Jacques Anquetil won for a second time in 1961, then for a third in 1963 when he became the first man to have won that many times. Up until 1963, the race always started in Paris but it would move to other cities from this point onwards. Eddy Merckx won in 1969, starting off on the way to becoming the first man to achieve three consecutive victories - his last was on this day in 1971. The finish was moved to the Col d'Eze that year and would remain there until 1995, except for in 1977 when landslides on the col made it impossible for riders and team cars to get up there. Freddy Maertens won that year and Bernard Thevenet failed an anti-doping test (despite his earlier claim to "have never taken drugs; they wouldn't be any use") but escaped serious punishment and won the Tour de France later that year. Or at least, he thought he'd escaped punishment - the next year, after a series of poor results, he decided he'd better get checked out and was told that the steroids had done permanent, serious damage to his adrenal glands. He then became a vociferous opponent of doping.
(image credit: Eric Houdas CC BY-SA 3.0)
Alexandre Vinokourov, who is ethnically Russian but of Kazakh nationality became the first winner from his country in 2002. Laurent Fignon, who had owned the race for a number of years, sold it to the Amaury Sports Organisation, owners of the Tour de France, who retain ownership to this day. They changed the General Classification leader's jersey to yellow and white (and would drop the white in 2008) and the Points competition leader's jersey to green white, also introducing a Youth Classification for the first time and adding a blue and white jersey for that. The finish line was moved to Issy-les-Moulineaux and stayed there until 2007.
(image credit: James F. Perry CC BY-SA 3.0)
Lyne Bessette, born Lac Brome, Quebec on this day in 1975 and represented Canada in the Olympics of 2000 and 2004. Her first major success as a professional was the King of the Mountains at the 1999 Tour de Suisse Feminin, followed by the Tour de l'Aude and Redlands Classic the same year. In 2000, she won the Tour de Toona and the Fitchburg Longsjo Classic, then the Women's Challenge in 2001 (she also won the Points competition and was second in the Mountains Classification, an extremely impressive achievement) along with the National Time Trial and Road Race Championships and both the Fitchburg Longsjo Classic and Tour de l'Aude for a second time.
A third Fitchburg Longsjo Classic (and the Sprints Classification) came in 2002 when she also won the Sea Otter Classic and came 2nd overall at La Flèche Wallonne, one of the most prestigious races on the women's cycling calendar. She won another Tour de Toona and came 2nd overall at the Tour de l'Aude a year later, then won for a third and final time at Toona in 2004, making her the most successful rider of either sex in the 25-year history of the race, and won the Nature Valley GP. Bassette's husband Tim Johnson is also a professional cyclist.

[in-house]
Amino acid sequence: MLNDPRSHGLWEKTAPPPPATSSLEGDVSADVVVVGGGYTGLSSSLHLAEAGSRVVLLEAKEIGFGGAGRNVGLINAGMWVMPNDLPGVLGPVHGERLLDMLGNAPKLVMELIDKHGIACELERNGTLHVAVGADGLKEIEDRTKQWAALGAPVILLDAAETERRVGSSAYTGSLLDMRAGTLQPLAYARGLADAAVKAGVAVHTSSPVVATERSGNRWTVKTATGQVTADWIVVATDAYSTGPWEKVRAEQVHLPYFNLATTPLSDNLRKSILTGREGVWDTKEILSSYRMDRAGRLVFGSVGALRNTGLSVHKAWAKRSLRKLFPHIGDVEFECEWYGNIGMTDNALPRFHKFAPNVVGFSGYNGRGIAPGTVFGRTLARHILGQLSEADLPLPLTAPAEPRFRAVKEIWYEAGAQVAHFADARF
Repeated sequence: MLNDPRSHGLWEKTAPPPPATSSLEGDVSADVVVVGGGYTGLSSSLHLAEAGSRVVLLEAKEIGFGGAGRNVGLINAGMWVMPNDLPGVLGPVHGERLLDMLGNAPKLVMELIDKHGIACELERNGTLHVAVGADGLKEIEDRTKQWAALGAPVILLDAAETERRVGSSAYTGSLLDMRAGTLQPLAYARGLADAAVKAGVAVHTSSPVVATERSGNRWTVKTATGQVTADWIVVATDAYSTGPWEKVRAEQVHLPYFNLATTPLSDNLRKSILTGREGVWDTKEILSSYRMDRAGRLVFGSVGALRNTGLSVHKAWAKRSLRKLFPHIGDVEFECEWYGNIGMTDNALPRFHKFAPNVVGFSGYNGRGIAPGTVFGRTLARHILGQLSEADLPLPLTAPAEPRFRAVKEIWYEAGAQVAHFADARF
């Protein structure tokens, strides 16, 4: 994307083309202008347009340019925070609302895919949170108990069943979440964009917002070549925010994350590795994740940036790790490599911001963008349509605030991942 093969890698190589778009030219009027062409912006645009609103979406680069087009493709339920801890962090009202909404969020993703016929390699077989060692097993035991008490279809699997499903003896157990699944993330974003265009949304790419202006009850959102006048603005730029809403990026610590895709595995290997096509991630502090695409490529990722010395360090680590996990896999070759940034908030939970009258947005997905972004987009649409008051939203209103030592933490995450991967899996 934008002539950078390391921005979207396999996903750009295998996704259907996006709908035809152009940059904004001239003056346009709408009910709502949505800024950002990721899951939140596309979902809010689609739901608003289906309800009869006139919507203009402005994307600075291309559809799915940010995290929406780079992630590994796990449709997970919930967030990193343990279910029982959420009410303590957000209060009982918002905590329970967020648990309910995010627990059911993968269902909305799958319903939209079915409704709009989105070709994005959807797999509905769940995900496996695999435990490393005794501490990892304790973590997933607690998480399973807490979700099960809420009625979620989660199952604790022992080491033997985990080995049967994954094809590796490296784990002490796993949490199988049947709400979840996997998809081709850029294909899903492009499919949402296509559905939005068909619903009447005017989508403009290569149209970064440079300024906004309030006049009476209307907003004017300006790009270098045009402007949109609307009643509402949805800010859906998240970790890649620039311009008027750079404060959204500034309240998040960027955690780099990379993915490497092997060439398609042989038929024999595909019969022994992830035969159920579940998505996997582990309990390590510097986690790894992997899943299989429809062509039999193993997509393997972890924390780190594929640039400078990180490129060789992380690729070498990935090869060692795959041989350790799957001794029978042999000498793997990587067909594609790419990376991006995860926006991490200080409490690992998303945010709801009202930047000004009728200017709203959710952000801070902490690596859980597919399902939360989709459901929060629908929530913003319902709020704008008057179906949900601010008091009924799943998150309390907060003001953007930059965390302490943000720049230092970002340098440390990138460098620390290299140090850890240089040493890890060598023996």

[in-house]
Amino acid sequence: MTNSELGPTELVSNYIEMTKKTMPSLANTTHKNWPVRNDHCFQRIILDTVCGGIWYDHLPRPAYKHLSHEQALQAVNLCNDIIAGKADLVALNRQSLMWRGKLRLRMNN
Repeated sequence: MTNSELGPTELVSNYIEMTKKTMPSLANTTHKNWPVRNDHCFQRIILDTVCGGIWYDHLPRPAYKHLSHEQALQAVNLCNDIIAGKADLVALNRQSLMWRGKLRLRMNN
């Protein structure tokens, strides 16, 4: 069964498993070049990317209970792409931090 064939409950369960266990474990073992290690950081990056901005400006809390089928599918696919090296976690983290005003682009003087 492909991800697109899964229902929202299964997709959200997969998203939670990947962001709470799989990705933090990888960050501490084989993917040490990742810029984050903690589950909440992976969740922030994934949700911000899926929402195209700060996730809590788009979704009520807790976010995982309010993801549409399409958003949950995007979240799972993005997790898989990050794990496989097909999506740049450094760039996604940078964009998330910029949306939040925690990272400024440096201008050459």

Russell Allen, born in Orwell, Ohio on this day in 1913, represented the USA in the 1932 Olympics, then turned professional for Schwinn and enjoyed a successful career on track until the Second World War when he first worked in defence and then joined the Navy, qualifying as a Petty Officer (2nd Class) and spending the rest of the war teaching swimming and survival skills.
He found employment as a car salesman after the war, retiring in 1962 and worked as a volunteer at the 1984 Olympics, more than a half a century after competing in them, and since then has devoted his life to charities that organise trips for disadvanted children to sporting events. He would regularly complete rides of 100km in his late 80s and is still cycling at the time of writing, though he had to give up bungee jumping at the age of 93 in 2006. That same year, he became the oldest American Olympian.
|Kate Sheppard, cyclist and suffragist,|
In the 1880s, Sheppard became involved with the suffrage movement, partly due to her support for temperance (women in the 19th Century drank far less than men, leading to female temperance activists supporting women's suffrage out of a belief that women would drive stricter alcohol regulations through parliament) and is recognised as one of the leading lights of the cause; playing an important role in the struggle that led to New Zealand becoming the first self-governing nation to grant the vote to all women over the age of 21 in 1893 (Great Britain wouldn't catch up until 1928). In common with many feminists and suffragists, she was passionate about cycling and saw the bicycle as a means to emancipate women, providing them with the ability to travel independently and of their own free will, becoming one of the first female cyclists in New Zealand and joining the Atalanta Cycling Club in 1892.
Sheppard died on the 13th of July, 1934 and is buried in Addington Cemetery in Christchurch. The house she built and lived in with her husband Walter still stands at 83 Clyde Road, around 4km from her grave.
|Ezquerra was first to the top of the Cols du Télégraph and|
Galibier in 1934
Other births: Luke Rowe (Wales, 1990); Miloš Jelínek (Czechoslovakia, 1947); Choi In-Ae (North Korea, 1969); Enzo Frisoni (San Marino, 1947); Anders Jarl (Sweden, 1965); Māris Štrombergs (Latvia, 1987); Tamás Csathó (Hungary, 1956); Gustaf Westerberg (Sweden, 1884, died 1955); Masashi Omiya (Japan, 1938); Grimon Langson (Malawi, 1955); Suriyong Hemint (Thailand, 1948); Andris Reiss (Latvia, 1978); Sanji Inoue (Japan, 1948); Rodolfo Vitela (Mexico, 1949); Lew Elder (Canada, 1905, died 1971); László Mahó (Hungary, 1941).